Community Health Worker
For those living in rural communities, access to care is incredibly difficult. Long distances to faraway health clinics across rugged terrain, coupled with a lack of transportation, make formidable obstacles under the best of conditions. But if you are unwell, pregnant, caring for a sick child, or your immune system is compromised, these conditions make the journey even more challenging.
Community Health Workers (CHWs) are frontline healthcare providers, predominantly women, recruited from the community they serve. They are trained, equipped, supervised, salaried, and fiercely passionate, combining a lifetime of local knowledge with an ongoing medical education. Their mission is to conduct proactive case-finding and provide home-based care. That means they spend their days walking across villages, from home to home, doorstep to doorstep, making visits to check up on and care for patients.
“If I give up in my job, a child may die. We do what we have to in order to keep going. Life is important; we cannot lose it.”
— Justine Bakeda, Adabawéré Community Health Worker
CHWs wear a small backpack that contains everything they need to provide lifesaving care. Equipped with these basic tools, such as a rapid blood test to diagnose malaria, basic antibiotics, and a thermometer, they administer treatment for children with malaria, diarrhea, respiratory infections, and malnutrition; provide family planning; screen newborns and pregnant mothers; and refer patients to health clinics for advanced care when needed.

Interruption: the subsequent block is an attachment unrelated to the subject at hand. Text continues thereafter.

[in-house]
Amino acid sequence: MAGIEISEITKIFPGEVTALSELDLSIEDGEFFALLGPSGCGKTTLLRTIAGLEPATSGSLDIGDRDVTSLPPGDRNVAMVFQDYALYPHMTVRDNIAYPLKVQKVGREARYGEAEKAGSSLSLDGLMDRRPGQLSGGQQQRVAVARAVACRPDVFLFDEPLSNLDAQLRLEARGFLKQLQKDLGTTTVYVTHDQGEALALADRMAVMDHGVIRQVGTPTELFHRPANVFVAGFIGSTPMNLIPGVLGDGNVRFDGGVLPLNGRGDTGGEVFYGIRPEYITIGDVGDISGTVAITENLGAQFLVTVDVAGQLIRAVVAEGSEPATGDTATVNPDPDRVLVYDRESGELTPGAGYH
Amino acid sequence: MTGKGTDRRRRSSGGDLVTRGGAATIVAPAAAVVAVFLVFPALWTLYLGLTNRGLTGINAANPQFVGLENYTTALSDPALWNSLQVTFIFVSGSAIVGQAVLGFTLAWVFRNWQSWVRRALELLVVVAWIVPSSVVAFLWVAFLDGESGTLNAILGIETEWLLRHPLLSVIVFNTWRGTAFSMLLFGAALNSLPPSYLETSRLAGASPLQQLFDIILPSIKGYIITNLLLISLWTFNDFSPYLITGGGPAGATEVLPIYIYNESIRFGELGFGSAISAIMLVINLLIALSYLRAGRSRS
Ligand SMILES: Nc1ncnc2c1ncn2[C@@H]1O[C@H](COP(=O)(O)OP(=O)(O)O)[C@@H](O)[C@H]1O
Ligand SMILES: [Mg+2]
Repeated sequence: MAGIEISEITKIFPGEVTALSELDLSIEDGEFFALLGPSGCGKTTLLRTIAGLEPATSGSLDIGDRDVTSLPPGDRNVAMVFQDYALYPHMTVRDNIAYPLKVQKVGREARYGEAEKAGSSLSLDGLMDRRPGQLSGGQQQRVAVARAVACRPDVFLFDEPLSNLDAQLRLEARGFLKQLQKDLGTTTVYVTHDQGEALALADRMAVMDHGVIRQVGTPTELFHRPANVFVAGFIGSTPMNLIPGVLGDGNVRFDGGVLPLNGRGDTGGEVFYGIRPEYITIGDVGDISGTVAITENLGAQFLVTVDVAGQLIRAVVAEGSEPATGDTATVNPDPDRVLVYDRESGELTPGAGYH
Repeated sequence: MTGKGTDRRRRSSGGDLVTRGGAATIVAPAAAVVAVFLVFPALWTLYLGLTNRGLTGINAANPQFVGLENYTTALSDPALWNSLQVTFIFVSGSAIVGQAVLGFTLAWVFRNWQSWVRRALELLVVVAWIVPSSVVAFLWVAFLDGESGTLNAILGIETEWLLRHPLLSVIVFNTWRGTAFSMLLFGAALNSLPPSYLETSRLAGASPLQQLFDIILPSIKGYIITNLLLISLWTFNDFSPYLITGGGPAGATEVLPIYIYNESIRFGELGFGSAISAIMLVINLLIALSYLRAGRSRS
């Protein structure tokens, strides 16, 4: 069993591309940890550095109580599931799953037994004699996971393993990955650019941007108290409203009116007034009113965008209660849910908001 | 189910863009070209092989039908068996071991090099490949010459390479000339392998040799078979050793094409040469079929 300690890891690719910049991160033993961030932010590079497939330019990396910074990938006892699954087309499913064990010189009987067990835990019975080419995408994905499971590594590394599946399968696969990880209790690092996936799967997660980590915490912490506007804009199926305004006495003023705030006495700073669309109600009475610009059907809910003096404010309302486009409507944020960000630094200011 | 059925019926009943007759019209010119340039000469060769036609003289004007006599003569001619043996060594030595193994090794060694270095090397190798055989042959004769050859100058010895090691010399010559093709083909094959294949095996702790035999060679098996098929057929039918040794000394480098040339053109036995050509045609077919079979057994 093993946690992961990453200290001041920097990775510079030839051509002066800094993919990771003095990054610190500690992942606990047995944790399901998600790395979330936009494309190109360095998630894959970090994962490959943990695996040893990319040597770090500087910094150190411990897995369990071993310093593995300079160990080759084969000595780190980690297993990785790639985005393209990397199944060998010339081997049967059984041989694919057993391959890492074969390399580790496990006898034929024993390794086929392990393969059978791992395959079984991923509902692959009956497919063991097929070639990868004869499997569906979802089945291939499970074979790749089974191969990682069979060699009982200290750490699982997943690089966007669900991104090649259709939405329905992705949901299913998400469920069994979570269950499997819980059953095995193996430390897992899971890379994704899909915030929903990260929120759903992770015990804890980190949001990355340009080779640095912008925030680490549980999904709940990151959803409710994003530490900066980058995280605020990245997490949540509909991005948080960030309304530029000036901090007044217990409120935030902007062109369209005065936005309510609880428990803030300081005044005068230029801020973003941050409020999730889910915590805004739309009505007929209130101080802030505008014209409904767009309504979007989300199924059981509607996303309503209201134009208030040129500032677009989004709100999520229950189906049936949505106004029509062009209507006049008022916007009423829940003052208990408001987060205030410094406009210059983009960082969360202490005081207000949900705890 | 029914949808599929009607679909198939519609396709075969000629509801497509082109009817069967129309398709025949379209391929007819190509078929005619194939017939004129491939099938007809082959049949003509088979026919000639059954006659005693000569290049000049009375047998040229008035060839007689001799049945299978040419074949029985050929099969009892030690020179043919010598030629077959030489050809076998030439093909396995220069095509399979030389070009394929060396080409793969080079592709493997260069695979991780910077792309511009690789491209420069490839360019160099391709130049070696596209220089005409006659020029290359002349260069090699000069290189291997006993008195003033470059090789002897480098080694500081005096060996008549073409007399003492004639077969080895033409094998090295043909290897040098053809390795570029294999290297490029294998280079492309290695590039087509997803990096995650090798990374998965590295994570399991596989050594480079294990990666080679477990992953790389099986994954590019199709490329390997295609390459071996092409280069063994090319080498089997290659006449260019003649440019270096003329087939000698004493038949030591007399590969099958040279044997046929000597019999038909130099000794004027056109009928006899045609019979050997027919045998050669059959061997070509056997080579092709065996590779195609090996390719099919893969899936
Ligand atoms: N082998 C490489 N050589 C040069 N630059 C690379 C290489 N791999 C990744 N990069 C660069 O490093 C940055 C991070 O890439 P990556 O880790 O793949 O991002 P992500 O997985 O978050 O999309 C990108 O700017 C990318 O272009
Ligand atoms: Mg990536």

A well-designed healthcare system fosters economic growth and development, triggering a virtuous cycle. Women are more likely than men to spend their incomes close to home, to invest in small businesses, and to fund their children’s healthcare and education. This bears out in the experience of our Community Health Workers in Togo, who self-organized into savings groups in order to pool their incomes and grant loans on a rotating basis to enable investments in other income-generating activities. This source of income creates opportunities for these women, their children, and their families, but more importantly, it generates power, which addresses the imbalance at the root of all inequity, including gender inequity.